Dean's the one who introduces them. Well, sort of. He gets a job at a small construction company a few weeks after they settled down, making use of the only marketable skill he has aside from his knowledge of cars, and Rachel's the secretary there. She's nice; they get along well enough, joke around, have meaningless little work conversations.
One afternoon, about two months in, Sam picks him up after work. The boss calls Dean in as they're about to go, to talk about next week's schedule and construction zones, and he leaves Sam in Rachel's company.
That's the beginning.
In all honesty, Dean's a bit pissed when Sam tells him he'll move out of their crappy little two-room-apartment to move in with Rachel. But he doesn't say anything; they've been together for a year or so, Dean guesses it's the logical next step for them. He doesn't want to pin Sam down, keep him from living his life; sharing a place was ever meant as a long-term solution, anyway, but he dreads the thought of living alone.
Turns out, he doesn't have to. In the end, he spends more time over at their place than he does at home.
When the phone rings in the middle of the night, Dean's first instinct is to pretty much freeze with fear. That can't mean anything good. He half expects it to be Rachel, telling him something happened to Sam, and that might get reflected in his tone when he flips the phone open and pushes out a weary, “Everything okay?”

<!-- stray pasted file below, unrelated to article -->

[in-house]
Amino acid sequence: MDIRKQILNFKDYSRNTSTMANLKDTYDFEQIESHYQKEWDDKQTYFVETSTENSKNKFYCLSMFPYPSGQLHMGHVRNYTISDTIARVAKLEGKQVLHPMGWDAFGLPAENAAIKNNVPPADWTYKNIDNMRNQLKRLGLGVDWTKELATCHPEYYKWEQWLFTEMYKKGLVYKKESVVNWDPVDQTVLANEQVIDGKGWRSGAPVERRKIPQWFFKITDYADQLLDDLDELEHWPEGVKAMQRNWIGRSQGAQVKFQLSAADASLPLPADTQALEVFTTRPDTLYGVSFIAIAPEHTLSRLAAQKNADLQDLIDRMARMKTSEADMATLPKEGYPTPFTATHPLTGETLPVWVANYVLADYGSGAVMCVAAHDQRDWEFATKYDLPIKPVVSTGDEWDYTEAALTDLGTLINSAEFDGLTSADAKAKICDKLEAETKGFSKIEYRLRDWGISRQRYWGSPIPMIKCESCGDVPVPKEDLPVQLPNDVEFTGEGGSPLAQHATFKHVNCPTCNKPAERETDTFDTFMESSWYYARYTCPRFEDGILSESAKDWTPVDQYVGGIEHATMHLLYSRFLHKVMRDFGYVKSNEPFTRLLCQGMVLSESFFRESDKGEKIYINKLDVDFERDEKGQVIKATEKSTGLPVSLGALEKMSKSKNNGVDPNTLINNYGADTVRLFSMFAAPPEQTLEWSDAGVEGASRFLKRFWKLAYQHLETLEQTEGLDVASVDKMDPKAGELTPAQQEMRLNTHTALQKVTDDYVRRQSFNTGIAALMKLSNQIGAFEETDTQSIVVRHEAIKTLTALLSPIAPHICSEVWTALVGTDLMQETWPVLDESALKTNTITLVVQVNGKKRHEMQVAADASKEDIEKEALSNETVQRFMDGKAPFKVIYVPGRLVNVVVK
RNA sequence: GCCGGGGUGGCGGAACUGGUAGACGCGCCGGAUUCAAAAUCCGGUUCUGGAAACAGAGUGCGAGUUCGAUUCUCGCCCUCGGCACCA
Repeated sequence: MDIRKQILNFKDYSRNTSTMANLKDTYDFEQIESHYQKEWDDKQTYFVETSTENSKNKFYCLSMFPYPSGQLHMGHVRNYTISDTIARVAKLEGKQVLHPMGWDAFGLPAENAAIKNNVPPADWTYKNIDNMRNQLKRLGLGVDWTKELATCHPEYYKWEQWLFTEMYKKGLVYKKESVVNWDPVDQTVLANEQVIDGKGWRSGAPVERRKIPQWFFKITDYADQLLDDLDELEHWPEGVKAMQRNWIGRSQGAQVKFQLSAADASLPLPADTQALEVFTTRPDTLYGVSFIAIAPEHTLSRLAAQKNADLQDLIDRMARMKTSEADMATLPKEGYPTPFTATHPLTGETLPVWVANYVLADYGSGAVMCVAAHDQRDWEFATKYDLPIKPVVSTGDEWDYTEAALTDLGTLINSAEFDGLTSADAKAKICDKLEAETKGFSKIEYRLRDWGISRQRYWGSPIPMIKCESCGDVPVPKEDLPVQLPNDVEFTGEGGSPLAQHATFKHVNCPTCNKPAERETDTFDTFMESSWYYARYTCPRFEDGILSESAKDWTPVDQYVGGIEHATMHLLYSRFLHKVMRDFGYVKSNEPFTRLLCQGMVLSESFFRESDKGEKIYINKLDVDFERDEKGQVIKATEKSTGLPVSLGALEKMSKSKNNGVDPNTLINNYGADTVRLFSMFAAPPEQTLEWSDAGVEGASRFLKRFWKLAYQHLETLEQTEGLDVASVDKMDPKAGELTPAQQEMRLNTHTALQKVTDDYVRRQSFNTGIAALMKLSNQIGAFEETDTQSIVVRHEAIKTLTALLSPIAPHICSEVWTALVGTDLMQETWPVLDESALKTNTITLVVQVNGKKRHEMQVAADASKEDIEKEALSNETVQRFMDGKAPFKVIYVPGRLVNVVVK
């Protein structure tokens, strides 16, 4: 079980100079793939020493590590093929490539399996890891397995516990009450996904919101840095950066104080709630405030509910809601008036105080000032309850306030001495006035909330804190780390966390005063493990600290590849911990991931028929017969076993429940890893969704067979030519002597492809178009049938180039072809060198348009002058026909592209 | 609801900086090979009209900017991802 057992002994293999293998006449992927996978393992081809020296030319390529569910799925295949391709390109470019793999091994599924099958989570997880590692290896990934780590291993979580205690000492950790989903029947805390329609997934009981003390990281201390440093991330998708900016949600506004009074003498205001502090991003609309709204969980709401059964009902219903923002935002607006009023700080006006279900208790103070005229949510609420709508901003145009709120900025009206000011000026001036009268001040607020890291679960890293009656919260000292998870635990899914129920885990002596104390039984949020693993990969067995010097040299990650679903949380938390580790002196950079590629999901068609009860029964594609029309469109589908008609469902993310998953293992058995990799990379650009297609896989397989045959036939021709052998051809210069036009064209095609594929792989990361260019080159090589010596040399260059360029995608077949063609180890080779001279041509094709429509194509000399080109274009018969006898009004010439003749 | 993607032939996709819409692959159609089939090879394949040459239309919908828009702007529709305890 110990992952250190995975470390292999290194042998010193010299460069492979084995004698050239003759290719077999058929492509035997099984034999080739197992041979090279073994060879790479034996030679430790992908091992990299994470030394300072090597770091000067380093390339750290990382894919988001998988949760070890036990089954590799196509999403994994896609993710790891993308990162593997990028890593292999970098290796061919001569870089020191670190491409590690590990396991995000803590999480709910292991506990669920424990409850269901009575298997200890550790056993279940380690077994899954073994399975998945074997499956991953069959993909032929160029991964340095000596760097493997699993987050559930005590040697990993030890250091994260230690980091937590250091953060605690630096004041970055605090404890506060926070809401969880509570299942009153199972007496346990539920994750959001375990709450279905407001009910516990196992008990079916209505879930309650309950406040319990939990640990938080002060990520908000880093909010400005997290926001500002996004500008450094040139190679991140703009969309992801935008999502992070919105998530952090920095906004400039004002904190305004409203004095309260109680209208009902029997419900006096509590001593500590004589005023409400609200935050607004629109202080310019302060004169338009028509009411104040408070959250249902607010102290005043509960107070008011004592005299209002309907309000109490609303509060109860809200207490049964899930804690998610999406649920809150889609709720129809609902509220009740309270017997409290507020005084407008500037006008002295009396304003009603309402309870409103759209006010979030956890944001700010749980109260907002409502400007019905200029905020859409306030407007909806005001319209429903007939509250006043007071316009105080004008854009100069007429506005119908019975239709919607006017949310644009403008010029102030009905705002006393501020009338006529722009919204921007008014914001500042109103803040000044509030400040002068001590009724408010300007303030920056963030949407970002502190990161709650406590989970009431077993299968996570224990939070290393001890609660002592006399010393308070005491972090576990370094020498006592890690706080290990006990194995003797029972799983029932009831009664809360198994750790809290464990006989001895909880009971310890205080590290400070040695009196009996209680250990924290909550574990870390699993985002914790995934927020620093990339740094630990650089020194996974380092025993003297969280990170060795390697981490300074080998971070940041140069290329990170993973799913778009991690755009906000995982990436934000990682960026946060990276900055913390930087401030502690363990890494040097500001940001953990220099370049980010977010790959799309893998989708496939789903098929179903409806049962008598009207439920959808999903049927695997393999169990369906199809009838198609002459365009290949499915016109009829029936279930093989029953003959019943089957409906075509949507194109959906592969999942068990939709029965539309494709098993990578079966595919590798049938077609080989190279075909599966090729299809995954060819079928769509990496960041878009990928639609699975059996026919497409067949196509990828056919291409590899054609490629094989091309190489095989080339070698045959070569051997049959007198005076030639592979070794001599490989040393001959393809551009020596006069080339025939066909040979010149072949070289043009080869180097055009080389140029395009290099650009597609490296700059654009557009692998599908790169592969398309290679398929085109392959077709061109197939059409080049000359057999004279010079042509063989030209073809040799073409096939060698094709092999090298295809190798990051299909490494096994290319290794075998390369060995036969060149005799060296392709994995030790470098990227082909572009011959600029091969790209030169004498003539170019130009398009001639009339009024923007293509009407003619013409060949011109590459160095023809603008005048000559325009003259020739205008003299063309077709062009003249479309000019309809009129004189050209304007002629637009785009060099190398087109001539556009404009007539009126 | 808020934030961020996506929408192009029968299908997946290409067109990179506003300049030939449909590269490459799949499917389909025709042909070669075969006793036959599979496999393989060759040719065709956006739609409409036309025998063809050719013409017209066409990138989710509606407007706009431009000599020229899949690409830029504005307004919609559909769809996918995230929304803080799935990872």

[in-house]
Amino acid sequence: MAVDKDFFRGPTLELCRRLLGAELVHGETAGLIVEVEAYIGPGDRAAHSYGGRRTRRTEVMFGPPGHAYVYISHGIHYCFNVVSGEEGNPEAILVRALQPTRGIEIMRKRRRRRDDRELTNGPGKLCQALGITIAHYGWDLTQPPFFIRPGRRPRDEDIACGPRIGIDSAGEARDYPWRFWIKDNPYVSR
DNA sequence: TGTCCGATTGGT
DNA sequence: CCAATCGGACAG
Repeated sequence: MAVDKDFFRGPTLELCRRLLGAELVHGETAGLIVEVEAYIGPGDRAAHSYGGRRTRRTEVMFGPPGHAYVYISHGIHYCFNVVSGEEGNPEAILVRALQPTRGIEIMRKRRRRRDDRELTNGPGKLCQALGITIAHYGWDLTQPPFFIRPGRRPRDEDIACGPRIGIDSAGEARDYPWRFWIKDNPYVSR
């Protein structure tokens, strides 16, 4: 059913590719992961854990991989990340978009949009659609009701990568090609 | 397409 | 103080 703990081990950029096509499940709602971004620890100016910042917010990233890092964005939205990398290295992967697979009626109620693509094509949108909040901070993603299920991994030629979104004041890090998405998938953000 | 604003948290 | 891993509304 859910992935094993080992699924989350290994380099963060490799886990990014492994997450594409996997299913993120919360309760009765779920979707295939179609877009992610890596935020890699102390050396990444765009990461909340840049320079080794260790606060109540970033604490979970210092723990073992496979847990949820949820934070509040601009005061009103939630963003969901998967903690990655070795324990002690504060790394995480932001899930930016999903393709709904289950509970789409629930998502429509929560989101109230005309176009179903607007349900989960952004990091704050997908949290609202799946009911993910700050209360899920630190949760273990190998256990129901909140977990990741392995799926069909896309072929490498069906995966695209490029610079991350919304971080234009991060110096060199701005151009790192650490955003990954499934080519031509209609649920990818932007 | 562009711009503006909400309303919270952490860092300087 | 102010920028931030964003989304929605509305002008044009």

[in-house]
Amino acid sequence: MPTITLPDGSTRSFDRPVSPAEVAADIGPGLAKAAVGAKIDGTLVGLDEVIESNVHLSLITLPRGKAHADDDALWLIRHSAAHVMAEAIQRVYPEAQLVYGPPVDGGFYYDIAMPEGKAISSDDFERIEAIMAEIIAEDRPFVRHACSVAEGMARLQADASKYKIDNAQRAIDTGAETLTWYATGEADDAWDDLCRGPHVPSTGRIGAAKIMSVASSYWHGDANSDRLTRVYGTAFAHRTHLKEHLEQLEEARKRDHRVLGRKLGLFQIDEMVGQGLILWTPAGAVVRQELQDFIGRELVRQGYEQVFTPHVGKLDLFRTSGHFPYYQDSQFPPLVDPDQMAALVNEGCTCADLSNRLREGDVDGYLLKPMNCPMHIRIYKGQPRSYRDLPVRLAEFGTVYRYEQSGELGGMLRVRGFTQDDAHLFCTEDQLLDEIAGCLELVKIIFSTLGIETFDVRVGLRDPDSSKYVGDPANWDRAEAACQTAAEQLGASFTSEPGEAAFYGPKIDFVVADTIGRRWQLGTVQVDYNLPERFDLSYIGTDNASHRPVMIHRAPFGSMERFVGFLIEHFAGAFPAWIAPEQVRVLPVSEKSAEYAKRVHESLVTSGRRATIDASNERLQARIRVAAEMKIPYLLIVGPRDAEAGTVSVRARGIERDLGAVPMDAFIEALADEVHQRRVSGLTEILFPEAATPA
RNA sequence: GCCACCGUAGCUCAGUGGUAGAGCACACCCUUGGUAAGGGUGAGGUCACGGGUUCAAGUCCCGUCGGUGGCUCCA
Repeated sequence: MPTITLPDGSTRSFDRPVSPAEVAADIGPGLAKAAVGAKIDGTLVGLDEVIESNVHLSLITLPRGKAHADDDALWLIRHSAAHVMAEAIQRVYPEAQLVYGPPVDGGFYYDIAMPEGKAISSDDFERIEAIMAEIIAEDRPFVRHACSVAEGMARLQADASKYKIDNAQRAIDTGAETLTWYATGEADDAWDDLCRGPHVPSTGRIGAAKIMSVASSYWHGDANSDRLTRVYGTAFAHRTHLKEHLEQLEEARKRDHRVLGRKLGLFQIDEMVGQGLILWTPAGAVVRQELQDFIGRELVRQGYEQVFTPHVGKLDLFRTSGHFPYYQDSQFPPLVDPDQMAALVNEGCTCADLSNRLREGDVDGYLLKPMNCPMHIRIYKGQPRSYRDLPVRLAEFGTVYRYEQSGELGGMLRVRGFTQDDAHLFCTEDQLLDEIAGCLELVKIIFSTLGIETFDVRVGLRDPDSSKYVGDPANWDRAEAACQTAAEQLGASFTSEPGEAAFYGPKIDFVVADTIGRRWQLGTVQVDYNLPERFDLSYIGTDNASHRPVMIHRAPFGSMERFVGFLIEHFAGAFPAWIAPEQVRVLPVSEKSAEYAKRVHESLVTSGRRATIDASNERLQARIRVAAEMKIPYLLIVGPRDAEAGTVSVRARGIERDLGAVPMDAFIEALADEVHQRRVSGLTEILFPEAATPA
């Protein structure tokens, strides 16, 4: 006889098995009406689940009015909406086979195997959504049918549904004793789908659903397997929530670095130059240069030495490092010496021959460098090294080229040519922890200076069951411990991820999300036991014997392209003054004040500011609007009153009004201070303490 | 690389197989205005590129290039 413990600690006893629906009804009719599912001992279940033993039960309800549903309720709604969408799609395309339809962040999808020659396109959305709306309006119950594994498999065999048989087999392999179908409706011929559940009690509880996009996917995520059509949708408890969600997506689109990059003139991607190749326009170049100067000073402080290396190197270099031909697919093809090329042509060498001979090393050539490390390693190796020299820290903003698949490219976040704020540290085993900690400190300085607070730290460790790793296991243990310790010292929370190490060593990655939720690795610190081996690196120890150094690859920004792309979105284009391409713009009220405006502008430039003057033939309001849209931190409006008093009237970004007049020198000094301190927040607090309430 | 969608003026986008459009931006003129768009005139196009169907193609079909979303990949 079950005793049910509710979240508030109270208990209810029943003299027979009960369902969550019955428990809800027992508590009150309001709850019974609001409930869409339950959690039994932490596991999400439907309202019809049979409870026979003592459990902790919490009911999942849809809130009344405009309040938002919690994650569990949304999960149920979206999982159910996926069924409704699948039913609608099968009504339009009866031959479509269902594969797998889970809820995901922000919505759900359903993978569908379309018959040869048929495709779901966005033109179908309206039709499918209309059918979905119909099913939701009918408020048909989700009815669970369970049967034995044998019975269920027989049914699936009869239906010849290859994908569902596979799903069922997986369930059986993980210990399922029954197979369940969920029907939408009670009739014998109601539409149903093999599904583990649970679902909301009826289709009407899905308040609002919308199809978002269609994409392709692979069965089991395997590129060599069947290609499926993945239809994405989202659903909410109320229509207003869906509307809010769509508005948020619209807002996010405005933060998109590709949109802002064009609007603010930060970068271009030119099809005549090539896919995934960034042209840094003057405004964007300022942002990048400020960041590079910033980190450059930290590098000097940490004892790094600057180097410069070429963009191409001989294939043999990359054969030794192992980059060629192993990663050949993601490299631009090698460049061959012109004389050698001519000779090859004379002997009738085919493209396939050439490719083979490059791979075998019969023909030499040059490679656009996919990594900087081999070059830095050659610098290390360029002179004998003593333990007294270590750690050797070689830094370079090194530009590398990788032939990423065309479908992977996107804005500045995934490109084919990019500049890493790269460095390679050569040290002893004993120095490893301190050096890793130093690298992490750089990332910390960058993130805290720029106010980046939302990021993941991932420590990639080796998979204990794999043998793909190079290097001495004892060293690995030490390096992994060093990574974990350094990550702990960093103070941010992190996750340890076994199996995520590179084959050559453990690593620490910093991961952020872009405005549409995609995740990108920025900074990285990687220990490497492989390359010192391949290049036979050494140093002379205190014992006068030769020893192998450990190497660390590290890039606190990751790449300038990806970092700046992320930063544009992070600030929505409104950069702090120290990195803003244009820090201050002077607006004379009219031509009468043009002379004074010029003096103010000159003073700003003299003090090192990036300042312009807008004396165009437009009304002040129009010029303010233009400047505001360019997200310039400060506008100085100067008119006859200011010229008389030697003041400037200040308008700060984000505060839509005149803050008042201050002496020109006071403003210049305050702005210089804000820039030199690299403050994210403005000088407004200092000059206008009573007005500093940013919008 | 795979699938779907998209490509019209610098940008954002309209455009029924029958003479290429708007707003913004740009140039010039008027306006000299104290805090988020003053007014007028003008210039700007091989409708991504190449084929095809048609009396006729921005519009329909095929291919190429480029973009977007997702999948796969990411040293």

But it's not Rachel, it's Sam, and he doesn't sound like there's anything wrong with him. In fact, he sounds downright ecstatic. “Yeah. I'm fine. We're fine. Rachel just told me, uh. Dean, how would you feel about becoming an uncle?”
Sam doesn't tell him about the name beforehand, and so Dean almost has a friggin' heart attack when he sees the label on the crib that says 'Deanna Hawthorne'. He glares at Sam, who stands beside him with a smile on his face so big and bright that it outshines the deep shadows under his eyes.
It's been a long day; Deanna took her time. Dean knows, he's been right there, waiting outside the room for the whole of it.
“You're such a sap,” he says. “I'm embarrassed to be related to you.”
Sam doesn't reply, just grins even wider.
Every now and then, Dean tries to date. There's two ways that usually goes: with a fuck that leads to some halfhearted thing that barely deserves to be called relationship, or a promise to call him again which isn't kept.
His looks still get him some action, but it seems women aren't too impressed with what they see after they started scratching at the pretty surface. He can't blame them.
Only once, when he's forty-two, things take a different turn. Her name is Megan, she's blonde and curvy and single mom to a pre-teen called Jason, and she sticks around for almost two years. It ends in tears and broken dishes, and after she told him to get the fuck out of her life he doesn't bother going home, drives straight to his brother's house.
And Sam doesn't have to be told. He takes one look at Dean, tells Rachel he's going to cook lasagna – the only thing he ever learnt to make from scratch – and allows Deanna to stay up late. She falls asleep curled up next to Dean, halfway into a Shrek rerun.
So yeah, whatever. He doesn't need a girl of his own to have a family.